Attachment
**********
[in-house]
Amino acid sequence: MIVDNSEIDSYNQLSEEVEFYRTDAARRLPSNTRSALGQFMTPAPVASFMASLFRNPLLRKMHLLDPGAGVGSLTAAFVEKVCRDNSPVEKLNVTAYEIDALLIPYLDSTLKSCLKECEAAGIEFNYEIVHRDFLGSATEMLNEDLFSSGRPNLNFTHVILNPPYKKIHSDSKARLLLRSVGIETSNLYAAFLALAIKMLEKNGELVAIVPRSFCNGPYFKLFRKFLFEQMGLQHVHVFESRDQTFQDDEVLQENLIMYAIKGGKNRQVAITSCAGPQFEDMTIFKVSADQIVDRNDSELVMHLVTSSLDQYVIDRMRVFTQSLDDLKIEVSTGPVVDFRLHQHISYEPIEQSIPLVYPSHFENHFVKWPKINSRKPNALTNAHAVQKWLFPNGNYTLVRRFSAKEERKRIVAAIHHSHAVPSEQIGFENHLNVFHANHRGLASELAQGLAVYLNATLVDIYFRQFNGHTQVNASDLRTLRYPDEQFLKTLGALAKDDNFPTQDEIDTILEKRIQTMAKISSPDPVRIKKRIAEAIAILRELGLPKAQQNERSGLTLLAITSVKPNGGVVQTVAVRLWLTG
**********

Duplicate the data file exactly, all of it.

[in-house]
Amino acid sequence: MIVDNSEIDSYNQLSEEVEFYRTDAARRLPSNTRSALGQFMTPAPVASFMASLFRNPLLRKMHLLDPGAGVGSLTAAFVEKVCRDNSPVEKLNVTAYEIDALLIPYLDSTLKSCLKECEAAGIEFNYEIVHRDFLGSATEMLNEDLFSSGRPNLNFTHVILNPPYKKIHSDSKARLLLRSVGIETSNLYAAFLALAIKMLEKNGELVAIVPRSFCNGPYFKLFRKFLFEQMGLQHVHVFESRDQTFQDDEVLQENLIMYAIKGGKNRQVAITSCAGPQFEDMTIFKVSADQIVDRNDSELVMHLVTSSLDQYVIDRMRVFTQSLDDLKIEVSTGPVVDFRLHQHISYEPIEQSIPLVYPSHFENHFVKWPKINSRKPNALTNAHAVQKWLFPNGNYTLVRRFSAKEERKRIVAAIHHSHAVPSEQIGFENHLNVFHANHRGLASELAQGLAVYLNATLVDIYFRQFNGHTQVNASDLRTLRYPDEQFLKTLGALAKDDNFPTQDEIDTILEKRIQTMAKISSPDPVRIKKRIAEAIAILRELGLPKAQQNERSGLTLLAITSVKPNGGVVQTVAVRLWLTG